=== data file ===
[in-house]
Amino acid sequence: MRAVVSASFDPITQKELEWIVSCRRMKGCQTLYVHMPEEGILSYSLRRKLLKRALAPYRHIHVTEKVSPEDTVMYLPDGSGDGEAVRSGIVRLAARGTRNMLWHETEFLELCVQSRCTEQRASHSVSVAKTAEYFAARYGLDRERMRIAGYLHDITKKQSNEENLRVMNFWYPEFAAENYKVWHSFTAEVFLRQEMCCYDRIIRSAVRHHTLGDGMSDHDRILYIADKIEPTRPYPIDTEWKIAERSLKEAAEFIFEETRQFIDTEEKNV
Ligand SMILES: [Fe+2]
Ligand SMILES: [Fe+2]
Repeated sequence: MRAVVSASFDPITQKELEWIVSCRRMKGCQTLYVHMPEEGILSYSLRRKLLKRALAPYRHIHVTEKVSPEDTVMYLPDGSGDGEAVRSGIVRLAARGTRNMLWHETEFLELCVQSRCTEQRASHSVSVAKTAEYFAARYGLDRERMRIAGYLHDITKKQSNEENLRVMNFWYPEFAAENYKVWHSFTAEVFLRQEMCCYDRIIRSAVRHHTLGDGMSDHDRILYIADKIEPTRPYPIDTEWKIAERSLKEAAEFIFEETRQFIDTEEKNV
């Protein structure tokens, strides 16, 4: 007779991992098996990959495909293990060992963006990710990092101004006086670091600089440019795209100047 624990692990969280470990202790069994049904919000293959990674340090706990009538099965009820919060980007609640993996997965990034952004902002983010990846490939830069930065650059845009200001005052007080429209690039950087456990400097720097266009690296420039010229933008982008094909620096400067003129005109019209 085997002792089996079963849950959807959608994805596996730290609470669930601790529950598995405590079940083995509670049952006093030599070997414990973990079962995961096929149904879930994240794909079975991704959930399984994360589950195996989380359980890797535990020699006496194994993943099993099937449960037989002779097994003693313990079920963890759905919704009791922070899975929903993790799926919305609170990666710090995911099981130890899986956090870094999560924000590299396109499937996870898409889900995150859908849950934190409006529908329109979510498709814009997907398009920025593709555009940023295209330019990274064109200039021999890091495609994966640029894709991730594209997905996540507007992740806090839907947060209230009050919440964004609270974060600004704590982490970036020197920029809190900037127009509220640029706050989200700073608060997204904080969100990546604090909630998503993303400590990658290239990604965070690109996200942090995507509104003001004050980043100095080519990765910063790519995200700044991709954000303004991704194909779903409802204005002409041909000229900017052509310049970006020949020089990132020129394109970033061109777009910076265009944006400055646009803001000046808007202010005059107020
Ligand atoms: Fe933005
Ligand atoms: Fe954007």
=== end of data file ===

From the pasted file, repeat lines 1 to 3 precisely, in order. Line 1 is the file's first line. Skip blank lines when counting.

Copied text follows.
[in-house]
Amino acid sequence: MRAVVSASFDPITQKELEWIVSCRRMKGCQTLYVHMPEEGILSYSLRRKLLKRALAPYRHIHVTEKVSPEDTVMYLPDGSGDGEAVRSGIVRLAARGTRNMLWHETEFLELCVQSRCTEQRASHSVSVAKTAEYFAARYGLDRERMRIAGYLHDITKKQSNEENLRVMNFWYPEFAAENYKVWHSFTAEVFLRQEMCCYDRIIRSAVRHHTLGDGMSDHDRILYIADKIEPTRPYPIDTEWKIAERSLKEAAEFIFEETRQFIDTEEKNV
Ligand SMILES: [Fe+2]